| Barbara Munker |
YORBA LINDA, California (dpa) – Standing 1.50 metres tall and weighing 36 kilogrammes, Tyler Armstrong is hardly a classically built alpinist. Then again, he is only 10 and already well on the way to conquering the highest peaks in the world.
The young climber from Yorba Linda, 60 kilometres south-east of Los Angeles, has big plans. As a teenager, he intends to climb the highest mountains on all seven continents. He already has two of them under his belt.
As a nine-year-old, he became the youngest person to scale Argentina’s 6,962-metre Mount Aconcagua last December.
“It was my first world record,” Tyler says proudly. “You can see all the clouds under you and from high up you can see the atmosphere starting to turn.”
Because of his age, the boy needed a special permit for the ascent, which he made with his father Kevin, 41, and a sherpa during a 12-day trip into the Andes.
But even this feat was not the pinnacle of his climbing accomplishments to date. At eight years old he conquered Africa’s highest mountain, 5,895-metre Mount Kilimanjaro in Tanzania.
A year earlier he crested California’s Mount Whitney (4,421m), the highest mountain in the United States outside Alaska.
Tyler first got hooked by mountaineering at six when he watched a television film about an extreme hike along the Great Divide from Mexico to Canada. From then on, he learnt the sport with a speed that soon left his teachers behind.
“I can barely keep up with him,” said his father Kevin Armstrong, who accompanied him on all of the big climbs so far.
“We don’t make him do this stuff,” he assures. “At home he is like a normal kid, but when he steps on the mountain he is very mature, ambitious and he acts like a professional.”
In late August, the father-son team accompanied experienced guides on the glacier of Mt Adams (3,743m) in the state of Washington. Here they trained on crevasses with crampons and ice climbing ropes for next year’s planned ascent of Mount McKinley in Alaska.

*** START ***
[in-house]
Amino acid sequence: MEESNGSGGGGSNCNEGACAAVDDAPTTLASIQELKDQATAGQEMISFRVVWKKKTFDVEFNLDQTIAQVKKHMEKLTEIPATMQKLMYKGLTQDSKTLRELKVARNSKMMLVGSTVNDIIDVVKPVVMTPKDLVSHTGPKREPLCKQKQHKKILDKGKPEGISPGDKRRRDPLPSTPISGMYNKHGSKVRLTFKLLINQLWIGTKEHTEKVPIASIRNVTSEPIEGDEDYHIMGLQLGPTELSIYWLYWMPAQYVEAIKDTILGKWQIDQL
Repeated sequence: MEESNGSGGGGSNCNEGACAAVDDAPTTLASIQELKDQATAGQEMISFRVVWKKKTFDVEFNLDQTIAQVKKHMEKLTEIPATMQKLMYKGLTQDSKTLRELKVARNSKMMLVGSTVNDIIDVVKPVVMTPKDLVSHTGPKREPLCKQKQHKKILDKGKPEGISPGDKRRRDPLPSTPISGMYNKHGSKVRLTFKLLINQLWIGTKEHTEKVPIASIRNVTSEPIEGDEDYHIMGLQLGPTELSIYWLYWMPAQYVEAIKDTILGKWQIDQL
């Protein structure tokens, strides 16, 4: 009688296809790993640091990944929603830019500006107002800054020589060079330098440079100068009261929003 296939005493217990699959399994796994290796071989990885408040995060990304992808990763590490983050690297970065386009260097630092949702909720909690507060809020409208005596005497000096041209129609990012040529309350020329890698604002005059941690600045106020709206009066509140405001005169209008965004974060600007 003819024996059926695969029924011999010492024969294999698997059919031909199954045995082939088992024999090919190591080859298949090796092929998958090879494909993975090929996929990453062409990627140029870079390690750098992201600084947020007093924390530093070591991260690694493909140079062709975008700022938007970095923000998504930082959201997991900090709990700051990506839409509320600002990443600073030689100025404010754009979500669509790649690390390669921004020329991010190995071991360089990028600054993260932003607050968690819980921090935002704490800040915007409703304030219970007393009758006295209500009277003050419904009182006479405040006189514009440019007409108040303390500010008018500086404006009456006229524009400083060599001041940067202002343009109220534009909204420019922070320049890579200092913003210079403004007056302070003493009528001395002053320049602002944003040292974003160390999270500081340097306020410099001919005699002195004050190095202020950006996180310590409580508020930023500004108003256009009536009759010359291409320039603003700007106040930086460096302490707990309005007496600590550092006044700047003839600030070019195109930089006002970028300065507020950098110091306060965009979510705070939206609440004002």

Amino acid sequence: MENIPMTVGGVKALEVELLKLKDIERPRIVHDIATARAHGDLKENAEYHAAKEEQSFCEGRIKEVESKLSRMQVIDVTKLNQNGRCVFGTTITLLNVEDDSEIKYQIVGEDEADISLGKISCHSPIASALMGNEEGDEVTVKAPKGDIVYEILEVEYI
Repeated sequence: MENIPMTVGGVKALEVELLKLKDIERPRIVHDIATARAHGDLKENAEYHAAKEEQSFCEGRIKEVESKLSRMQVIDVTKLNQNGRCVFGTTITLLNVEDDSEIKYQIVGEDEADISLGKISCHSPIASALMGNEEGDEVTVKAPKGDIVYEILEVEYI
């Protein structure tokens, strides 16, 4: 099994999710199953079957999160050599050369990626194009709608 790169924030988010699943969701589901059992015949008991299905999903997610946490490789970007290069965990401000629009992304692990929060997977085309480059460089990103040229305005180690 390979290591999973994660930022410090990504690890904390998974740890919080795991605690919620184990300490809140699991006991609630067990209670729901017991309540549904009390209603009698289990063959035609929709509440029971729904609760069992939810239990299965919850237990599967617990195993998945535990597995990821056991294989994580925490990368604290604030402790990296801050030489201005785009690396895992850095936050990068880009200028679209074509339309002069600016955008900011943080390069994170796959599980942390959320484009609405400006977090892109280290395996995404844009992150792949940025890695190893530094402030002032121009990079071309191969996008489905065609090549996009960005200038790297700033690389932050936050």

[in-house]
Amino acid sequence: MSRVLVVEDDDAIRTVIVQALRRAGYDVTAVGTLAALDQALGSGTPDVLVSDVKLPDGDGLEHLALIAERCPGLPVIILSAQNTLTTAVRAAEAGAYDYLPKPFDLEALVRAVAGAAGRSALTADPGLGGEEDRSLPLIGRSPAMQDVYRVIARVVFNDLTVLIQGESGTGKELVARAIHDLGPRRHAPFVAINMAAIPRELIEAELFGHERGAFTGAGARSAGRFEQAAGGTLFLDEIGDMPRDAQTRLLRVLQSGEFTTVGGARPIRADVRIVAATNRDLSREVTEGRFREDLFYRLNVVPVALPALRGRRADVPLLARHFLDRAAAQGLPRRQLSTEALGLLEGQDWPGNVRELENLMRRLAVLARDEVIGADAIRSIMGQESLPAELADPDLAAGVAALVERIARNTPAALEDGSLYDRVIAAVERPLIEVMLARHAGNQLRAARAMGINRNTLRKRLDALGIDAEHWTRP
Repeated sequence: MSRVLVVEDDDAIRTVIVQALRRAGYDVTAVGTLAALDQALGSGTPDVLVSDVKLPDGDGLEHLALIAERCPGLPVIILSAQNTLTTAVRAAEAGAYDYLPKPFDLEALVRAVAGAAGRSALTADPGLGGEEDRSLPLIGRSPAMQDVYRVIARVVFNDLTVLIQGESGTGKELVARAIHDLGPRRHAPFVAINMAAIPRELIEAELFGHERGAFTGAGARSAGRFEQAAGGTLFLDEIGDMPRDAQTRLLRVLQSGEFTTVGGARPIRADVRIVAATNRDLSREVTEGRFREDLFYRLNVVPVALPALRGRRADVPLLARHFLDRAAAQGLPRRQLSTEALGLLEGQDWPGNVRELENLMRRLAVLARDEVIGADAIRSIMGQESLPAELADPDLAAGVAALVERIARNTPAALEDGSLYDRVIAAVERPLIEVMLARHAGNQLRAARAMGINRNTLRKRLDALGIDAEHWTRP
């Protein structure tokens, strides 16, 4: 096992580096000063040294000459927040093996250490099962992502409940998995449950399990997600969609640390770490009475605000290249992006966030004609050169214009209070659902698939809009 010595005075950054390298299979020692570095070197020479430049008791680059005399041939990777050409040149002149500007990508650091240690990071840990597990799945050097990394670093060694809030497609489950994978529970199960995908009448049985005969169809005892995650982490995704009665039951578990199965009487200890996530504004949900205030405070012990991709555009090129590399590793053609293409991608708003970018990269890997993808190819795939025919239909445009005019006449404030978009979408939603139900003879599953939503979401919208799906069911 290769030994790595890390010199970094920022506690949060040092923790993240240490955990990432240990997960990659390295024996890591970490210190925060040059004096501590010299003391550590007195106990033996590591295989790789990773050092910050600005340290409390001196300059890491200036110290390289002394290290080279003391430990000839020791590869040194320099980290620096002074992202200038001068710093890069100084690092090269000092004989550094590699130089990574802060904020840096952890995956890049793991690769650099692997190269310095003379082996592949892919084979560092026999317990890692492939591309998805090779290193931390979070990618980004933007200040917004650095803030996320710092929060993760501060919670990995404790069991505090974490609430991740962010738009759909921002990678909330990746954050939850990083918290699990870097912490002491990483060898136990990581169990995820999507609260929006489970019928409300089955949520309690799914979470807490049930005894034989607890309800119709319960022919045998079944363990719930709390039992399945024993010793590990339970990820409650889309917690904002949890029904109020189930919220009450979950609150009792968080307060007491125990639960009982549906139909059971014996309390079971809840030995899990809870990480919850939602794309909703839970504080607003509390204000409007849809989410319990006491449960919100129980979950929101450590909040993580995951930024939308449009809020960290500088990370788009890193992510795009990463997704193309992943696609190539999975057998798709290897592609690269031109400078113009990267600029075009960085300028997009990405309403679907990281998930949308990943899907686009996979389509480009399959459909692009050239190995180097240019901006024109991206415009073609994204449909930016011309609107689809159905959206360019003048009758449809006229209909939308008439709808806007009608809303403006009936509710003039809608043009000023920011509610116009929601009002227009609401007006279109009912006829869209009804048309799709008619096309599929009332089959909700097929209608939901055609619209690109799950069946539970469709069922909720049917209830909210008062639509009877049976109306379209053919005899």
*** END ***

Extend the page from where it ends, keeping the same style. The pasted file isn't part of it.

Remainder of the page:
Once climbed, that will be the third of the planned seven-summit series.
In 2016, at age 12, Tyler aims to scale the 8,848-metre Mt Everest and break the youngest climber record set in 2010 by another Californian, 13-year-old Jordan Romero.
Tyler also stresses that his life is pretty usual for a kid of his age – when he’s not suspended on ropes on cliff faces.
“I’m just a normal kid and I like to play soccer and American football,” says the boy, whose daily routine is in fact far more rigorous than he lets on.
Each day he rises early and gets on the treadmill with a heavy backpack. After school he has an additional gym workout programme.
“Most kids do not want to work out or put any effort into it. I really like working out,” he said.
His mother Priscilla and little brother Dylan find Tyler’s climbing career “a bit crazy” but are now used to his passion for extremes. “Mom knows that Dad is watching over me and that it is going to happen, so she lets me do it.”
The junior mountaineer’s website lists some corporate sponsors, but he also welcomes other donations for his tours, which are partly done in support of a good cause.
One of Tyler’s friends suffers from rare Duchenne muscular dystrophy and is unable to walk properly. More people should know about the disease and help those who are affected, he said.
Meanwhile, apart from one fall that resulted in a chipped tooth, he has had a fairly accident-free induction into one of the world’s most dangerous activities.
“I’m really not scared at all,” maintains the young climber, whose wish list is growing as fast as he can check off items. “I definitely want to go hiking in Europe,” he added.
And while he’s there he can take care of the 5,642-metre-high Mount Elbrus in the Caucasus Mountains and pare down his seven-summit programme one more spot.